Larissa Sehringer: Through clothes you can tell a story and express yourself

Larissa+Sehringer%3A+Through+clothes+you+can+tell+a+story+and+express+yourself

Elena Erdekian

[monoslideshow id=”183″]Photos courtesy of Larissa Sehringer

Meticulously cutting and stitching pieces of fabric, freshman Larissa Sehringer has had a love for fashion design ever since she was a young child. Unlike many people with an interest in fashion, Sehringer designs and sews much of her own clothing.

“I just love clothes in general or the feeling after you’ve sewn something. It’s really cool to realize that, ‘woah, I’ve actually done this,’” Sehringer said.

Mostly self-taught through books and practice, Sehringer picked up her hobby of designing and creating clothing on her own when she was very young. She took sewing lessons at Helen’s Handbags in Natick, and her grandmother also gave her some basic design advice.

“[My grandmother] was a really talented seamstress. When she was little, she didn’t buy her own clothes, she sewed them,” Sehringer said.

Sehringer frequently gets an idea for her projects from different inspirations such as fabrics, random objects, designers, colors or places.

To create a piece, Sehringer usually first creates an imitation of the design out of muslin, an unbleached, loosely woven fabric. This allows her to determine how the final design will turn out, and if she makes any mistakes, she can fix them on the real fabric.

From there, Sehringer creates an original pattern for the piece and then sews and hems the final fabric using a sewing machine and various other tools and materials such as seam paper, pin magnets, fabric scissors and embellishments.

Sehringer obtains the materials for her projects from Fabric Place Basement, Mood Designer Fabrics and M&J Trimming. She has also bought fabric when she has traveled to destinations such as Denmark and Paris and has received fabric as gifts from friends and family.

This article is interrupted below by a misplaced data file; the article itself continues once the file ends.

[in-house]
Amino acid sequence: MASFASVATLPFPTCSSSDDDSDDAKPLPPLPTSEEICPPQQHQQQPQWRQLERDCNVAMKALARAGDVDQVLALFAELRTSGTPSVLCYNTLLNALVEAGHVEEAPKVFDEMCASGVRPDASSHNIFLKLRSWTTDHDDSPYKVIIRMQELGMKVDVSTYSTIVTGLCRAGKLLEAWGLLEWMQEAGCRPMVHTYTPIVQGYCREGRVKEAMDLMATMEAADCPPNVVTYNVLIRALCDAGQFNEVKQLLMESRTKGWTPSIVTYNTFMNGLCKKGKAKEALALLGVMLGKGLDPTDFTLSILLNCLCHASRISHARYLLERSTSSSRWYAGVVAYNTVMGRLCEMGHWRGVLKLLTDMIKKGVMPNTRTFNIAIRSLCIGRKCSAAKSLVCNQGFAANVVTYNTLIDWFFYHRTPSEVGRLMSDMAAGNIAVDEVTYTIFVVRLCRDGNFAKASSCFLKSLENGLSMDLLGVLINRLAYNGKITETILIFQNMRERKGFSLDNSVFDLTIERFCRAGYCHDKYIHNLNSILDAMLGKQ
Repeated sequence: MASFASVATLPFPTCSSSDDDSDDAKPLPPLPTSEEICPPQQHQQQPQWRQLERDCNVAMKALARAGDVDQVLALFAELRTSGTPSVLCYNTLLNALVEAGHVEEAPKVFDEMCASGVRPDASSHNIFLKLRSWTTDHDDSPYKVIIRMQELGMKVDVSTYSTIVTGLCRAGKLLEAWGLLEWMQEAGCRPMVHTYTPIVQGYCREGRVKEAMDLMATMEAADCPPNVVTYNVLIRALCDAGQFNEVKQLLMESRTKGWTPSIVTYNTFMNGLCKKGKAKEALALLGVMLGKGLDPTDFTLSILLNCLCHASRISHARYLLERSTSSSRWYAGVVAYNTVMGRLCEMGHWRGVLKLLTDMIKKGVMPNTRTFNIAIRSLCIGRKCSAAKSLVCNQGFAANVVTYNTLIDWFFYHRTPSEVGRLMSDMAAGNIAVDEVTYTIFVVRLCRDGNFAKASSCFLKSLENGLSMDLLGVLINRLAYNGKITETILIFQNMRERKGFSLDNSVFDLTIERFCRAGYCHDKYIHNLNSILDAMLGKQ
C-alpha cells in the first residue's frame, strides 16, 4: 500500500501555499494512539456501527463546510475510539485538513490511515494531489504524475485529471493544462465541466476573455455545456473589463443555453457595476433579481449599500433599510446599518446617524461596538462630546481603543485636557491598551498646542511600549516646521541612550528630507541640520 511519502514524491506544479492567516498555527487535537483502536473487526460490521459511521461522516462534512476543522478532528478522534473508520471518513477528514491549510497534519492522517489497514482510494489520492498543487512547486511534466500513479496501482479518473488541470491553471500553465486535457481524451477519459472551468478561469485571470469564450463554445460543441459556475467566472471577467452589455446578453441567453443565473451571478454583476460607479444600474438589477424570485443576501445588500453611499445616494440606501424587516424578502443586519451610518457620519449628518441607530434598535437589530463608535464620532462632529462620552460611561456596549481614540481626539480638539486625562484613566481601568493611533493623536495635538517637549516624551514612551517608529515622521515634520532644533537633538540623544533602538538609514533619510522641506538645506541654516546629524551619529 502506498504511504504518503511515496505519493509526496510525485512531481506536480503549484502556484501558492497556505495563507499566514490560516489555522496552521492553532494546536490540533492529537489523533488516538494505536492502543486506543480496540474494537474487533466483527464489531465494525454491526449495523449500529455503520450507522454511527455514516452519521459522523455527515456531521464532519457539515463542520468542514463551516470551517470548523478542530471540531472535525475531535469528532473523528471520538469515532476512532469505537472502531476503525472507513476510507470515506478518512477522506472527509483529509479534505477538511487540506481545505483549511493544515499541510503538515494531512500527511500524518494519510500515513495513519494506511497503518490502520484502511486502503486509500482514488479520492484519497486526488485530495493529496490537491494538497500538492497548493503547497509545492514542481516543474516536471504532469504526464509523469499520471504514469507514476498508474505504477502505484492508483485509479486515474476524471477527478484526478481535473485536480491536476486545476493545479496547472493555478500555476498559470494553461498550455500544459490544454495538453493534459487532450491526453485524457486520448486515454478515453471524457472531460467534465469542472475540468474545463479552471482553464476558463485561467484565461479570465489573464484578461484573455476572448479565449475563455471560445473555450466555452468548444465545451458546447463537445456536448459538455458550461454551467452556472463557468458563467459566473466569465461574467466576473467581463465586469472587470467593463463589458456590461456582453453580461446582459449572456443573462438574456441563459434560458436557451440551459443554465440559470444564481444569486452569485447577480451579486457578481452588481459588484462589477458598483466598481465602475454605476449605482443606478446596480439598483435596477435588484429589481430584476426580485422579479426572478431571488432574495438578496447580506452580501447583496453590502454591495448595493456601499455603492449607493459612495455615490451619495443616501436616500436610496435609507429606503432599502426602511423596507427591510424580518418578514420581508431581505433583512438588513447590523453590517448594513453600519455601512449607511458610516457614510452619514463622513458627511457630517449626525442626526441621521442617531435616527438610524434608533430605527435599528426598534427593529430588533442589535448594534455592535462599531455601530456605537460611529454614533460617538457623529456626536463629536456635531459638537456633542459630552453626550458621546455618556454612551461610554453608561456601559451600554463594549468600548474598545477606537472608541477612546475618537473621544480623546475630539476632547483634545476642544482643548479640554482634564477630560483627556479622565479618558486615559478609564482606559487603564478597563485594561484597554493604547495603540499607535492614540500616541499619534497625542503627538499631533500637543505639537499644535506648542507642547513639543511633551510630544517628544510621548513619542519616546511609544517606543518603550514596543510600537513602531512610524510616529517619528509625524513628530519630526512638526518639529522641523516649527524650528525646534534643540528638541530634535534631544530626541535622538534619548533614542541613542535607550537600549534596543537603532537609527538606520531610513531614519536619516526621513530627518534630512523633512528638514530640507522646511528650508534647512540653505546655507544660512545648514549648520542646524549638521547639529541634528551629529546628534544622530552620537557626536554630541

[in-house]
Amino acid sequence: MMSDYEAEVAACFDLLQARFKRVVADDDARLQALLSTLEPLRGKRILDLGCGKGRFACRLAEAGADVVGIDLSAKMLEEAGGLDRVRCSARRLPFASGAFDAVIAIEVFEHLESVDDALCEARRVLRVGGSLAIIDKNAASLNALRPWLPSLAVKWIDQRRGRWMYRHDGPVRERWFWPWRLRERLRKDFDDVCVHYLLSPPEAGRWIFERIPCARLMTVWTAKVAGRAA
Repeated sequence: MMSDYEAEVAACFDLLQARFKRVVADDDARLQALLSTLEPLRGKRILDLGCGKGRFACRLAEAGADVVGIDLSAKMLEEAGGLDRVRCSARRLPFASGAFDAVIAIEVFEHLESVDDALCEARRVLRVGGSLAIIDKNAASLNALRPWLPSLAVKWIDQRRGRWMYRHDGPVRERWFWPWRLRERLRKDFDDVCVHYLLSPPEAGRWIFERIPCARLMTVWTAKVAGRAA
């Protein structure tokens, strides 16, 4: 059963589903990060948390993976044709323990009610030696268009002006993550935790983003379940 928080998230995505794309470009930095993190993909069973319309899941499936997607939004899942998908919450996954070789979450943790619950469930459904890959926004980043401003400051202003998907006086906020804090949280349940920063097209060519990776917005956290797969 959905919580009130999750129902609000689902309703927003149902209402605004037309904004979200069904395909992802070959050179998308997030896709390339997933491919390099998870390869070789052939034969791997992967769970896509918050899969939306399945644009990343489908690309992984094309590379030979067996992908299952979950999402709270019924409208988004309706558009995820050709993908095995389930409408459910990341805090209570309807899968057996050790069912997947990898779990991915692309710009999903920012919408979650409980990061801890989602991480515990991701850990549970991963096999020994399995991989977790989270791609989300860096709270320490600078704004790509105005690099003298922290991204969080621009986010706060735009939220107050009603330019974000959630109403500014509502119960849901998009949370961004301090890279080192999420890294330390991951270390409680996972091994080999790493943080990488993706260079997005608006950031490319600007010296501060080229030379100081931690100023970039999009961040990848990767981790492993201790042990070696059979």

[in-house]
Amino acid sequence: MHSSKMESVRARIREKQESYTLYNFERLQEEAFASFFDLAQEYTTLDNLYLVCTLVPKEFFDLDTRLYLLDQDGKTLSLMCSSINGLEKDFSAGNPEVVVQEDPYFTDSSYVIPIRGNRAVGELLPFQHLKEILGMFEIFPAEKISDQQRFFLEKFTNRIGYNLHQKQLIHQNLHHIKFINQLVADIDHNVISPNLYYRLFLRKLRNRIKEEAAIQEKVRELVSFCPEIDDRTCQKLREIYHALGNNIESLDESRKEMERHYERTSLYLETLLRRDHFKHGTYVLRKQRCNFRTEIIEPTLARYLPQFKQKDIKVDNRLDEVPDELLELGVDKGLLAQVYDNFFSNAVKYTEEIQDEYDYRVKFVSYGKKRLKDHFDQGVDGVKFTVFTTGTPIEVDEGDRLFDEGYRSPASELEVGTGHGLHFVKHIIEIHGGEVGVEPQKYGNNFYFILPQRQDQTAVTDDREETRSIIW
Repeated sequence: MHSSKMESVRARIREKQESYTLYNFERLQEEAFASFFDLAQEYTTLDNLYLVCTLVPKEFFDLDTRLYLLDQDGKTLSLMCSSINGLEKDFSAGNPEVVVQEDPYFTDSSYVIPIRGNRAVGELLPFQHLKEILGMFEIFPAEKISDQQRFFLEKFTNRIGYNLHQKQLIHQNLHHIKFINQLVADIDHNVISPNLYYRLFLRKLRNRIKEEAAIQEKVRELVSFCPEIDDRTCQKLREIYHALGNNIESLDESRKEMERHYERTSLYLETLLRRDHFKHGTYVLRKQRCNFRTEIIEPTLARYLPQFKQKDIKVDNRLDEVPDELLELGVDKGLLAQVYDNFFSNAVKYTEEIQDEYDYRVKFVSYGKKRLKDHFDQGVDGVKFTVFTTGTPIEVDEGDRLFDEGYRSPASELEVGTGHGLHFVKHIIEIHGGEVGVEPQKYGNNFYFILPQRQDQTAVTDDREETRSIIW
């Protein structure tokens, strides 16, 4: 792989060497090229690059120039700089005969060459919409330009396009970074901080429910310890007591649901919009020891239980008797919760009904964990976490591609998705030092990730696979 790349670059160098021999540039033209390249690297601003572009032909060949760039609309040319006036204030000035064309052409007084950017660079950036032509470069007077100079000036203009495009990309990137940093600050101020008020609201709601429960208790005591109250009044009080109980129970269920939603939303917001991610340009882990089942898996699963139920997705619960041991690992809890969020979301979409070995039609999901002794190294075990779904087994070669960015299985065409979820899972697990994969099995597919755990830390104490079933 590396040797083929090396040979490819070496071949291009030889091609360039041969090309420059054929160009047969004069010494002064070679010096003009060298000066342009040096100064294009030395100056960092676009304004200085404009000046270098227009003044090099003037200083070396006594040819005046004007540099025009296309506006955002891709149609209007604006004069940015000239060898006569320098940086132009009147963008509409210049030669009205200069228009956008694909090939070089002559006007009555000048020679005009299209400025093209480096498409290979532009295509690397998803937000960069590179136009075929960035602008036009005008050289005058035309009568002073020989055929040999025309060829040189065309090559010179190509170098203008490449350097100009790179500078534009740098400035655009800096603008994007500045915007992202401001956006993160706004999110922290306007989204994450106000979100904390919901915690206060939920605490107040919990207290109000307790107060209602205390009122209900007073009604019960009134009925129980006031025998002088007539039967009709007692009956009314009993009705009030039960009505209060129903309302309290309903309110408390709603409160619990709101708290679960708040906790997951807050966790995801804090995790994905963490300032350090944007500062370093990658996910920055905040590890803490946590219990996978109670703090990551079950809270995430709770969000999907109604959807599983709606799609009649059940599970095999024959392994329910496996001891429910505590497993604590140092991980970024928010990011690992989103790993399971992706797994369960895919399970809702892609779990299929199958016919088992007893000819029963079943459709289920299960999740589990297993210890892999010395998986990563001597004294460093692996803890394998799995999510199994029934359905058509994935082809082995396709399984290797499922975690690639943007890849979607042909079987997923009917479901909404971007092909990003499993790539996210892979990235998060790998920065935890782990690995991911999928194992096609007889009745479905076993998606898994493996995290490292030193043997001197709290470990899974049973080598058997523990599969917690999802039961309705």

To reduce the possibility that a garment won’t fit properly, Sehringer has to determine the correct measurements for the project before she begins sewing.

“You always have to leave seam allowance because once you sew, you have less space,” Sehringer said.

Sehringer has created and designed her own dresses, bags, blankets, hats, pants, pajamas and shorts.

“I wear all of these clothes. I don’t sell them, but I want to eventually,” Sehringer said.

Last summer, Sehringer also started a fashion blog called “From the Runway to the Streets,” in which she expresses her interest in fashion.

“In my free time, I like to blog about anything that I find that’s interesting,” Sehringer said.

Sehringer’s inspirations include Marc Jacobs and Vivienne Westwood. She also admires Blake Mycoskie for donating pairs of shoes to people in need. Sehringer hopes to help a similar cause in the future.

Sehringer’s dream has always been to attend Parsons The New School for Design or the Fashion Institute of Technology, which are both located in New York City.

“[Fashion design] benefits me by letting me express myself, supplying me with a creative outlet and giving me access to a world where everyone has their own style, whether they decide to call it fashion or not,” Sehringer said. “Through clothes you can tell a story and express yourself, even if it is just a pair of sweatpants.”